In the last decade as inexpensive, accurate pulse oximeters came on the market and pilots put them into widespread use, they provided firsthand evidence to confirm what medical professionals had been saying for more than 50 years: The Federal Aviation Regulation concerning supplementary oxygen use in flight—91.211—is hopelessly inadequate to protect pilots and passengers from the dangers of hypoxia. A pilot who is in full compliance with 91.211 is often oxygen-deprived to the extent that safe operation of the aircraft is in question even if the pilot has to deal with nothing more than routine flight operations.
Our aircraft accident research and conversations with aeromedical professionals have combined to convince us that many accidents in which competent, current, well-trained pilots lost control of their aircraft or flew into terrain during what should have been routine VFR or IFR descents, approaches or landings were because the pilots were partially incapacitated by the effects of hypoxia.
FAR 91.211 came into effect in 1963. It has never been updated to reflect what is now known about oxygen deprivation and its effects on the body. It is our opinion that reliance on FAR 91.211 by pilots—who fully complied with its requirements—has cost lives.
From what we can tell in interviews with doctors in the aeromedical field, FAR 91.211 was a compromise reached between the FAA and aviation industry alphabet groups so that a pilot could fly all the way across the country without using supplemental oxygen. The steel tanks were heavy (lighter weight tanks were not yet in common use), and pilots—well-known tightwads—didn’t want to spend the money for oxygen systems and fills, even when they knew it was an issue of safety.
The regulation allows pilots to fly as high as 14,000 feet for 30 minutes without supplemental oxygen. That might be safe for a young, female pilot who exercises aggressively and lives in a high-altitude location such as Denver (the ability to fly high without supplemental oxygen goes down with age and women generally can go higher without supplemental oxygen than men). For others, especially as they age, live at low altitudes, don’t exercise and do smoke, the risk goes up almost exponentially.
When it comes to the ability of the pilot to handle the demands of flight, the numbers on the altimeter are not nearly as important as the numbers on the pulse oximeter—showing the pilot’s blood oxygenation level. The demand for pulse oximeters spiked with the onset of COVID-19; however, it has come down to nearly pre-COVID levels. Our recent survey of the market found a large selection for under $30. The photo shows five pulse oximeters we reviewed some years ago—even the least expensive was accurate.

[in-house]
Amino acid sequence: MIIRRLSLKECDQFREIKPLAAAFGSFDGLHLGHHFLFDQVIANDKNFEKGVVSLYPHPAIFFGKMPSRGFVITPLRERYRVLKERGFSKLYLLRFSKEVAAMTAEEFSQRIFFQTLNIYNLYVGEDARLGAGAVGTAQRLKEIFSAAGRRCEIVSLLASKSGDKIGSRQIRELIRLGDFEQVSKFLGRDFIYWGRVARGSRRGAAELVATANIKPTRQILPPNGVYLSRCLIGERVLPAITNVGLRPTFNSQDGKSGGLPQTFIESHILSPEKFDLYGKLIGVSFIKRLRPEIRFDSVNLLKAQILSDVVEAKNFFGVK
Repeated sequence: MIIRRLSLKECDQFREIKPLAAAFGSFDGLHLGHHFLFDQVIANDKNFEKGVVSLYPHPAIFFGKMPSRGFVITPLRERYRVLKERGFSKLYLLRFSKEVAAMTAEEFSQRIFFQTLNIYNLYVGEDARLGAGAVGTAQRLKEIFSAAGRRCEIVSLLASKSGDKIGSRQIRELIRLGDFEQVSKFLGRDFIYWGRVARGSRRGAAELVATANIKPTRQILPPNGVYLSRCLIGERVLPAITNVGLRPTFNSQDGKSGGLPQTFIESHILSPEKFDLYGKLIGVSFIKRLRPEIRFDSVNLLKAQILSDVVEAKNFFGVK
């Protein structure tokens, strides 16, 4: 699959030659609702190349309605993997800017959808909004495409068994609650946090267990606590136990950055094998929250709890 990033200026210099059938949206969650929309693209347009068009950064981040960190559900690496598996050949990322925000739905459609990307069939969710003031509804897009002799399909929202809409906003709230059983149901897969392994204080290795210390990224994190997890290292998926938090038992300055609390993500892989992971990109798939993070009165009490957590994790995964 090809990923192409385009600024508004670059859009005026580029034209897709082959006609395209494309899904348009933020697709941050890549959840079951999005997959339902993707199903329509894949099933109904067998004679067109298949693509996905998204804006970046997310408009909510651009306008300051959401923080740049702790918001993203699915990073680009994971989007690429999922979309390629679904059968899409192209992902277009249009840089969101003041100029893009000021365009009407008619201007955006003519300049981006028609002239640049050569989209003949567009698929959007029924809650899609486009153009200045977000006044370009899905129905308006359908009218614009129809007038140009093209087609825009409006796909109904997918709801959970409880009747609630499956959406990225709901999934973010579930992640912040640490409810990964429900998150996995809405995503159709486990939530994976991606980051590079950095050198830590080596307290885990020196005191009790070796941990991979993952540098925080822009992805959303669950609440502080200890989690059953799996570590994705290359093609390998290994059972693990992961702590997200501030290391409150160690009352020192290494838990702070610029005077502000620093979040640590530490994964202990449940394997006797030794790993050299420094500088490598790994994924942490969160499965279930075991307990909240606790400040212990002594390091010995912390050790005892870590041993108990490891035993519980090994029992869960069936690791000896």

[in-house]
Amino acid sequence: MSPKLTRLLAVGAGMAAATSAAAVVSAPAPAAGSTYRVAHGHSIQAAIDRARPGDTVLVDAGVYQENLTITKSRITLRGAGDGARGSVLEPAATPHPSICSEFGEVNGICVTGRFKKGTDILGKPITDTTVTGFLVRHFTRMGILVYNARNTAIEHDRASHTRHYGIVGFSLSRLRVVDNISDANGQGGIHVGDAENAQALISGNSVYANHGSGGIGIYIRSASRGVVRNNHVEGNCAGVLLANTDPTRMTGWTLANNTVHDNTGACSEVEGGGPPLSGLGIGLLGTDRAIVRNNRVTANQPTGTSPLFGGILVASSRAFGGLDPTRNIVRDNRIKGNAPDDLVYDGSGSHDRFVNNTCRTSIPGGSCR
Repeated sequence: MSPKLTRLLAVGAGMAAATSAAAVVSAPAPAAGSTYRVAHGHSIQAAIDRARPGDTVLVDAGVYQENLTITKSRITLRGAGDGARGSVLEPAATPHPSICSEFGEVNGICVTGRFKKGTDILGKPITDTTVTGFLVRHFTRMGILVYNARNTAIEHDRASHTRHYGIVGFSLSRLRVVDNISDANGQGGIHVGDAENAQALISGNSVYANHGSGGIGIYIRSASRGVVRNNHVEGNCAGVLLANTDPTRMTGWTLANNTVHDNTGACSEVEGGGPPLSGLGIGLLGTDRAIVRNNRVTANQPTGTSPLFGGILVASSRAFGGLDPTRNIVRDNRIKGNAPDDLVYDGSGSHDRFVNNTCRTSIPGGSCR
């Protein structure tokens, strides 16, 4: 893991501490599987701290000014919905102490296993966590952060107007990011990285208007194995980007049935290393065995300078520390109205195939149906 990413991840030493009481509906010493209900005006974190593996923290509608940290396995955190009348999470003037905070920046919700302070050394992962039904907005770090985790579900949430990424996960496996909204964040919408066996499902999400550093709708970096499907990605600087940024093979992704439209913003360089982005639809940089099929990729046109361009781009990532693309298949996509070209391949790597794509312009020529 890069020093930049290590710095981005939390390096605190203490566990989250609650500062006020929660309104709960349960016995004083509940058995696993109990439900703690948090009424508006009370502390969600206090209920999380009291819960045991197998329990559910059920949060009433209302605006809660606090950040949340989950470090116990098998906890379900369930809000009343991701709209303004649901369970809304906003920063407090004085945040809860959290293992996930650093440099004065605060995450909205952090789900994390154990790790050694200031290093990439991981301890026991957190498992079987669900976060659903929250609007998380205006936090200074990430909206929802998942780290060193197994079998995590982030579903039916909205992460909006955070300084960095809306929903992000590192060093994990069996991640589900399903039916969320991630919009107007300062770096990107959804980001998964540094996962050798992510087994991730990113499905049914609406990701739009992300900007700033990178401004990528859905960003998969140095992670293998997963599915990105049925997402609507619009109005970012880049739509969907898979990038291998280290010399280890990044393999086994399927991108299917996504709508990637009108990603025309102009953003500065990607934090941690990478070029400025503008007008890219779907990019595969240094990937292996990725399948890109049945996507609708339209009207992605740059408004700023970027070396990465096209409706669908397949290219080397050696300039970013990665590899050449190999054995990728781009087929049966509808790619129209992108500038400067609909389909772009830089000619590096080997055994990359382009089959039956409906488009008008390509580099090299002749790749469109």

We think every pilot who flies at night and/or above 6000 feet should own and use a pulse oximeter and use it to make informed decisions regarding supplemental oxygen.
Our recommendations regarding blood oxygenation level and the use of supplemental oxygen come from interviews with doctors practicing in the aeromedical field, some of whom are Aviation Medical Examiners.
To start with, use a pulse oximeter to measure your resting blood oxygenation level when you are sitting, relaxed, at home. For most people it will be between 96 and 99 percent.
When you fly, check your blood oxygenation level regularly. When it has dropped five points, supplemental oxygen is recommended. When it has dropped 10 points, supplemental oxygen is required, in our opinion.
We’ll never forget our first introduction to the benefits of supplemental oxygen: We were in a pressurized airplane, at night, with a cabin altitude of 8000 feet. We took two breaths of oxygen and were amazed at how much brighter the lights got and how much more clearly we could see things. The explanation? The retina is one of the body’s most sensitive organs to blood oxygen saturation.
We’ll wrap up with a gentle plug for oxygen masks. However, we’ll start out by pointing out that despite a lot of articles and even some FAA publications that say it—the FARs do not require the use of an oxygen mask instead of a nose cannula above 18,000 feet. There’s nothing in Part 91 to that effect. FAR 23.1447 is often quoted for the mask requirement—but it only applies to aircraft certification, not operational use.
Nevertheless, while the most important thing is to assure adequate blood oxygenation and a cannula may do so at some altitudes above 18,000 feet, you increasingly run the risk of hypoxia using a cannula should you breathe through your mouth while having a long conversation with ATC or with someone in the airplane.